January 16, 2022

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Intratumoral injection of cytokines bound to alum adjuvant elicits more potent and safer local and systemic antitumor responses

Intratumoral injection of cytokines bound to alum adjuvant elicits more potent and safer local and systemic antitumor responses



 

Intratumoral injection of cytokines bound to alum adjuvant elicits more potent and safer local and systemic antitumor responses.

 

Immune checkpoint blockade therapy, while improving progression-free survival in cancer patients , typically elicits durable effects in only a minority of patients due to high levels of immunosuppression in the tumor microenvironment ( TME ) .

 

Although combinations with inflammatory cytokines or immune agonists can alleviate immunosuppression, systemic administration often leads to severe immune-related adverse events, and therefore, therapeutic strategies that target cytokine effects to the tumor microenvironment have received much attention .

 

With advances in interventional radiology, endoscopy, and laparoscopic surgical procedures, intratumoral ( it ) drug delivery is now available for most lesions in the human body.

 

However, it injection of therapeutics does not ensure drug persistence in the TME, as free drug is rapidly cleared through lymphatics or tumor vasculature, leading to toxic accumulation in the circulation [1, 2] .

 

Previous studies have reported a strategy to fuse cytokines to collagen-binding proteins to enhance maintenance in the TME following it administration and reduce the toxicity of these potent drugs, but the drugs are spatiotemporally regulated by the distribution of collagen in the tumor. and updated controls.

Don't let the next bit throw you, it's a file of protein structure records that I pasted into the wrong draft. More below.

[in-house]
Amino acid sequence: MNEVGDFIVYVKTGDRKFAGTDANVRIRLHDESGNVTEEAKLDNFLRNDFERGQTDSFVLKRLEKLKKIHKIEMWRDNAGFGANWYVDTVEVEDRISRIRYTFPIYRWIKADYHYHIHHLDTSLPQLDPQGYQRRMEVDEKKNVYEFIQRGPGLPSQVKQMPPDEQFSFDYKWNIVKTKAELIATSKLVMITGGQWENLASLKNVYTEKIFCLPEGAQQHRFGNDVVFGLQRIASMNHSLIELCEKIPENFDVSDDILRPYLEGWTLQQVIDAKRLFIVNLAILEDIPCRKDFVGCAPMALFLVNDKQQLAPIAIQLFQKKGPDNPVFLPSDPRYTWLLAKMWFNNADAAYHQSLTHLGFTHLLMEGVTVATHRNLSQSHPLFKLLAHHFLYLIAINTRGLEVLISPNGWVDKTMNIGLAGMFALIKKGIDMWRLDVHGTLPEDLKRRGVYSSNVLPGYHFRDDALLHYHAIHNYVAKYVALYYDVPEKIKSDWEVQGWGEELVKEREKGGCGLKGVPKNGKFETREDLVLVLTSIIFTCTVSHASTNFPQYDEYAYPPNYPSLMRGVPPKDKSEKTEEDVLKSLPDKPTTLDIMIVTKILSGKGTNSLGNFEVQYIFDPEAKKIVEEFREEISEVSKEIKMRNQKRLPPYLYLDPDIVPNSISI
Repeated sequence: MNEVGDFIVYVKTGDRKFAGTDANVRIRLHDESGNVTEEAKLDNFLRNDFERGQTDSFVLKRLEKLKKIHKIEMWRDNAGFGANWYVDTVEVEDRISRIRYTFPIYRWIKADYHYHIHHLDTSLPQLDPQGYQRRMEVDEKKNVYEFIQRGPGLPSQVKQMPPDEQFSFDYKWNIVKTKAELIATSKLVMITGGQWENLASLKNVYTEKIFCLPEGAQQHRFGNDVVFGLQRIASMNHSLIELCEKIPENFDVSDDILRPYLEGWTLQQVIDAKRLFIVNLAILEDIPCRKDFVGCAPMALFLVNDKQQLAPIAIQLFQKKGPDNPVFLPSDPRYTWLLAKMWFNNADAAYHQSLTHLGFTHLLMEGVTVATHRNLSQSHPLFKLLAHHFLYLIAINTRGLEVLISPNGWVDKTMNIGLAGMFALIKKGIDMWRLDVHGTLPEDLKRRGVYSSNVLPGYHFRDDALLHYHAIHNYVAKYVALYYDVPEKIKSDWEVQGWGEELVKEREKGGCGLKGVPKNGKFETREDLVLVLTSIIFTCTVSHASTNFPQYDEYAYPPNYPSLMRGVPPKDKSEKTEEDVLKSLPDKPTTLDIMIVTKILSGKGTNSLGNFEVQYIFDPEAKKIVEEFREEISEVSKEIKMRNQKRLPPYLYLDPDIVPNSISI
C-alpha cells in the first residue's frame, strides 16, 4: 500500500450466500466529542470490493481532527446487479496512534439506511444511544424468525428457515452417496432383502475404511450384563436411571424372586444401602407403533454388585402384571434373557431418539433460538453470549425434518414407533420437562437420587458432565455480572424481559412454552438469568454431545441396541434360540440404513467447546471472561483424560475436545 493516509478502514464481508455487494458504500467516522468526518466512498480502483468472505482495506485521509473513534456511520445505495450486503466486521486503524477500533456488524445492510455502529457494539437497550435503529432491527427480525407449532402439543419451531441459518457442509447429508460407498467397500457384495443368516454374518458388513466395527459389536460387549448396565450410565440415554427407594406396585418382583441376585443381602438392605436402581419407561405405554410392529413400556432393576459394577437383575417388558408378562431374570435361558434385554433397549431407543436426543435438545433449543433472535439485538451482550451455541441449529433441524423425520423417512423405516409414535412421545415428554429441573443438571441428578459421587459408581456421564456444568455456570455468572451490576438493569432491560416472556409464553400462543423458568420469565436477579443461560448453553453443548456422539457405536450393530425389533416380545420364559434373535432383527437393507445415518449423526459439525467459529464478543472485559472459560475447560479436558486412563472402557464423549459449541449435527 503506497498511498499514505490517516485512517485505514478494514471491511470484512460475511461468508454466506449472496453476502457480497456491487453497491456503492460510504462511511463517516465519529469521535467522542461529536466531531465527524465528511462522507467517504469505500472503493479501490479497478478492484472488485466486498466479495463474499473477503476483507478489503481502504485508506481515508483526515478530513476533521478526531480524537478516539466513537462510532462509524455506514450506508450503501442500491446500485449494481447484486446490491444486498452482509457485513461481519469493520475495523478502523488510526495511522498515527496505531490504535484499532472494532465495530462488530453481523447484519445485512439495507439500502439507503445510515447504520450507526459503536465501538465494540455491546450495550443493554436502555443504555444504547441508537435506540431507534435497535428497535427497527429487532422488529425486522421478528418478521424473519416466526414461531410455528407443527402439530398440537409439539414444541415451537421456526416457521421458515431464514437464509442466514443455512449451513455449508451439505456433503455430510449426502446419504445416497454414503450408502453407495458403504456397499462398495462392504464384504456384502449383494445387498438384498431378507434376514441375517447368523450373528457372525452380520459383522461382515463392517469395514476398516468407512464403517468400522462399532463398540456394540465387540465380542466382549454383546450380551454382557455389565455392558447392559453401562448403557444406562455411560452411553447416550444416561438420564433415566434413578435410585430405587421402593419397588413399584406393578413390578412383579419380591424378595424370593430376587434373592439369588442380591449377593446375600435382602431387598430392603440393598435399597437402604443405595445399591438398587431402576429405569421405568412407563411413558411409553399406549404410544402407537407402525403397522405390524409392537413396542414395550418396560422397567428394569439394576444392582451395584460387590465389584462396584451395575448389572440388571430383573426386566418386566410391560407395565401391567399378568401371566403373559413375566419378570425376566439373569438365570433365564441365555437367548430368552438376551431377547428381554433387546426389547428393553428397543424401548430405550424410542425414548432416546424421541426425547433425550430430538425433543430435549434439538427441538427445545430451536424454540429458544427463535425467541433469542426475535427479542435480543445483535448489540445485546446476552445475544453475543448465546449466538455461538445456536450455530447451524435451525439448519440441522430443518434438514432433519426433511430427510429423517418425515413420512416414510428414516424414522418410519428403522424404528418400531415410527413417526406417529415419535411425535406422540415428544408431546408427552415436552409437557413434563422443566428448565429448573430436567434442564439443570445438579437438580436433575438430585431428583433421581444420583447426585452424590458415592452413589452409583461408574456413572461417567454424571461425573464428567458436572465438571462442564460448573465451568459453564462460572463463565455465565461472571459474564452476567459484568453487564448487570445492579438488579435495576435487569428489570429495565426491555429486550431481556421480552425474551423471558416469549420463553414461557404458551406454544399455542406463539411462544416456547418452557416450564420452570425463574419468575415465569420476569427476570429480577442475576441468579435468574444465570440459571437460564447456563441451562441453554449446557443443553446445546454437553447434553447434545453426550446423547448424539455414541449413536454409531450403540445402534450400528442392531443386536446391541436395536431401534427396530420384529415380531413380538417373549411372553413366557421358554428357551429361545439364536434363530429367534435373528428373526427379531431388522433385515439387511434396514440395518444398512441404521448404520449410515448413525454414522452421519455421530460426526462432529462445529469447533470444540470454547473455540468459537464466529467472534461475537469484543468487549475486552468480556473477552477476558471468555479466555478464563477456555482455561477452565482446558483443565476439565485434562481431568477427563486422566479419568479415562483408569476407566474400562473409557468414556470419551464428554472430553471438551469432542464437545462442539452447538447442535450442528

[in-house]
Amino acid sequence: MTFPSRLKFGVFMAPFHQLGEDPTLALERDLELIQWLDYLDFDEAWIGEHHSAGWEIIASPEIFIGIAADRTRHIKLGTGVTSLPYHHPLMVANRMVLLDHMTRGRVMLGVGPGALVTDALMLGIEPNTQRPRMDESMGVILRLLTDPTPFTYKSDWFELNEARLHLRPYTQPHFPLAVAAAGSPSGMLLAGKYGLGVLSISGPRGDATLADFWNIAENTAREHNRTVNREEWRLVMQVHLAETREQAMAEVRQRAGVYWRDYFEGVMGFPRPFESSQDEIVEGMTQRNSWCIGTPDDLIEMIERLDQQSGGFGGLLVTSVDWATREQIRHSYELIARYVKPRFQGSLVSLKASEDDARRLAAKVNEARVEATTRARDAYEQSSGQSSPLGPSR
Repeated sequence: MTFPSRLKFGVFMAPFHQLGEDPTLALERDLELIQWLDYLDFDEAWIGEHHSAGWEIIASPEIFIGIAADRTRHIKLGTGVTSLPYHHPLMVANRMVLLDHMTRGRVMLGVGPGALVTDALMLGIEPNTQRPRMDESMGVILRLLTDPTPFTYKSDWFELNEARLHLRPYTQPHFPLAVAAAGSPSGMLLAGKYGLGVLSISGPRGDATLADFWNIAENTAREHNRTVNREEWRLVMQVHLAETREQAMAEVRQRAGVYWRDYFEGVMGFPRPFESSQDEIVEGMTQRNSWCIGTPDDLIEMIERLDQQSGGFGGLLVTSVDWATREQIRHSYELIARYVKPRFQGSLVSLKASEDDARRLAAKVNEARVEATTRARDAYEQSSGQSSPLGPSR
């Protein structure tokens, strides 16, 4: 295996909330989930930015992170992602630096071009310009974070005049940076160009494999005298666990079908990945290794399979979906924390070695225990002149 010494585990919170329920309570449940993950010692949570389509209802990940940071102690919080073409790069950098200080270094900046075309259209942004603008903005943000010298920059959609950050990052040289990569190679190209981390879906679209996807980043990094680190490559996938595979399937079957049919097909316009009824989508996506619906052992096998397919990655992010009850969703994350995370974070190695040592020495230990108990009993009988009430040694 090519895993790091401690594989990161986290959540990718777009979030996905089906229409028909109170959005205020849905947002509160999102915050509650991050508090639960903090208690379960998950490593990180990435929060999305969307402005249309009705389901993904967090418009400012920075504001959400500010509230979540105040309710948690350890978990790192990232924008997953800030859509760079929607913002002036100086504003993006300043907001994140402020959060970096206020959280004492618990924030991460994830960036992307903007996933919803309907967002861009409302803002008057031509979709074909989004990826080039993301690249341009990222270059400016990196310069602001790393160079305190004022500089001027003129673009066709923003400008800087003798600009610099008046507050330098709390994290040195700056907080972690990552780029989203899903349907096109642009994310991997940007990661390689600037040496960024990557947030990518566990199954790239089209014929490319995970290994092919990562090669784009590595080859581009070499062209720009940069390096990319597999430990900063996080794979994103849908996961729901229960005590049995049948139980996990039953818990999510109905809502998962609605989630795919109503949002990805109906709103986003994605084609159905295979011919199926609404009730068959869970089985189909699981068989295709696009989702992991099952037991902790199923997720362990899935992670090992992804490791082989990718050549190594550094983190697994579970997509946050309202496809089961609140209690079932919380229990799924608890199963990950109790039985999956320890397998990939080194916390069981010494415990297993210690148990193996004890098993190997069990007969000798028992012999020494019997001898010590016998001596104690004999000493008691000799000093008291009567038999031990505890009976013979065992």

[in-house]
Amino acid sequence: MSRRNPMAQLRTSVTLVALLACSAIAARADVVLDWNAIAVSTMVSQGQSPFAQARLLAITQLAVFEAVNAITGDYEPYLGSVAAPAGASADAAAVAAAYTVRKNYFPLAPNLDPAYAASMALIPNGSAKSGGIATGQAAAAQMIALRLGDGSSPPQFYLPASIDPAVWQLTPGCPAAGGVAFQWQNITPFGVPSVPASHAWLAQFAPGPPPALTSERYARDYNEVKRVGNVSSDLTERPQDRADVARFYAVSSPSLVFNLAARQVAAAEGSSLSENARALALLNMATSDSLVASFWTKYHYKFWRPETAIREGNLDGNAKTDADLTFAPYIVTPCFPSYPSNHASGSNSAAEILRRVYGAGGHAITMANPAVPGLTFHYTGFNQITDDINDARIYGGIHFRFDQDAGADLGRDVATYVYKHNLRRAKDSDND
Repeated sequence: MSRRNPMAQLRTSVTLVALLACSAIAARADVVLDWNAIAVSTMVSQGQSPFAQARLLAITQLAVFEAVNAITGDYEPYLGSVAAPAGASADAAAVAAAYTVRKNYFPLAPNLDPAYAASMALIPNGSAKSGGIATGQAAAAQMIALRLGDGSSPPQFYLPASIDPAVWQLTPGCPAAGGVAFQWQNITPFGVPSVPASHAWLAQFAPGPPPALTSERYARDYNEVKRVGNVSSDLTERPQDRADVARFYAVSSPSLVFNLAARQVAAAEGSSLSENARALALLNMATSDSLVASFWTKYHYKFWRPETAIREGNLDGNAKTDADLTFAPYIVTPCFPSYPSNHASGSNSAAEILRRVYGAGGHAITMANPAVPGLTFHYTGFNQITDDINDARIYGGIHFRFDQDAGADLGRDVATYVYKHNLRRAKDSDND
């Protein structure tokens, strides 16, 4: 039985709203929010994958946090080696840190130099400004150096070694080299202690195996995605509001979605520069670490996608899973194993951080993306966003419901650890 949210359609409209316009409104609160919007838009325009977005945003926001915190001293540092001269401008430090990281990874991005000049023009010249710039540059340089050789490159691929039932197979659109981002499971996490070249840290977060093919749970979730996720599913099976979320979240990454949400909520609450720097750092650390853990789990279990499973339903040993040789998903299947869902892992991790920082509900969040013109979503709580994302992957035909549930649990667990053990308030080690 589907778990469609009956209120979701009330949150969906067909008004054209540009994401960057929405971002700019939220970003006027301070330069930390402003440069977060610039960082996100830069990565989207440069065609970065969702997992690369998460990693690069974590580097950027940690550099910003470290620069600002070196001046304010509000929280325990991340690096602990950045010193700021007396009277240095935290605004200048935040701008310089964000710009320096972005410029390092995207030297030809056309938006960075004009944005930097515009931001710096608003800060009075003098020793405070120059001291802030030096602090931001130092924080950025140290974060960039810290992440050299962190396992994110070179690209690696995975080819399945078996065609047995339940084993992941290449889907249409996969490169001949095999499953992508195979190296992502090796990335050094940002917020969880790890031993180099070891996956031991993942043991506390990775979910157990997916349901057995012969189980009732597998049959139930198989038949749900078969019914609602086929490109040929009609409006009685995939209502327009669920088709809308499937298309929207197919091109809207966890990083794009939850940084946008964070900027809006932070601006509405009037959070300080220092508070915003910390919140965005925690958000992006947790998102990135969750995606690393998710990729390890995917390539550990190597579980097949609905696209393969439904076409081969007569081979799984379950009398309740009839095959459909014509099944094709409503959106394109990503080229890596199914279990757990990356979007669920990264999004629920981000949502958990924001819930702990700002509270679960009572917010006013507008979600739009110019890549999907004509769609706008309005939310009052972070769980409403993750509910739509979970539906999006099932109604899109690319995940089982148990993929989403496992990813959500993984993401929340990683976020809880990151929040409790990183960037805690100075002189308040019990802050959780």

The FDA-approved vaccine adjuvant aluminum hydroxide (alum adjuvant) has a nearly 100-year history of safe use in humans and is administered to millions of people each year in more than 20 vaccine formulations.

Aluminum hydroxide adjuvants consist of micron-sized aggregates of nanorod-like nanocrystals that form a “depot” that persists for weeks at the injection site in the tissue [3] .

In addition, phosphorylated proteins bind tightly to aluminum hydroxide through ligand exchange reactions with surface hydroxyl groups, thereby enabling the bound molecules to exist stably in vivo [4, 5] .

 

On January 10, 2021, K. Dane Wittrup ‘s  team and Darrell J. Irvine ‘s team from MIT collaborated to publish a paper titled Intratumourally injected alum-tethered cytokines elicit potent and safer local and systemic anticancer immunity in the journal Nature Biomedical Engineering .

Anticancer immunity article, researchers developed a method for intracellular site-specific protein phosphorylation to synthesize biologically active proteins fused to phosphorylated alum-binding peptide ( ABP ) tags .

This method is used to generate a series of ABP-labeled cytokines, which can be retained in the tumor for more than a week after being adsorbed on alum, which can increase the anti-tumor efficacy and eliminate the systemic toxicity caused by the injection of free drugs. and control of distant untreated lesions.

Thus, intratumoral therapy with alum-anchored cytokines represents a safer strategy to improve local and systemic anticancer immunity.

 

Intratumoral injection of cytokines bound to alum adjuvant elicits more potent and safer local and systemic antitumor responses

 

The kinase Fam20C is responsible for the phosphorylation of most mammalian secreted phosphorylated proteomes, and co-expression of Fam20C with a therapeutic protein containing a kinase consensus motif (ABP) will result in ABP-specific phosphorylation (Figure 1) .

Based on this principle, the authors purified monomeric phosphorylated IL-12-ABP protein, and the splenocyte activation assay after co-incubation in vitro showed that IL-12-ABP-p could still maintain biological activity and a high level of activity when adsorbed to alum particles. stability.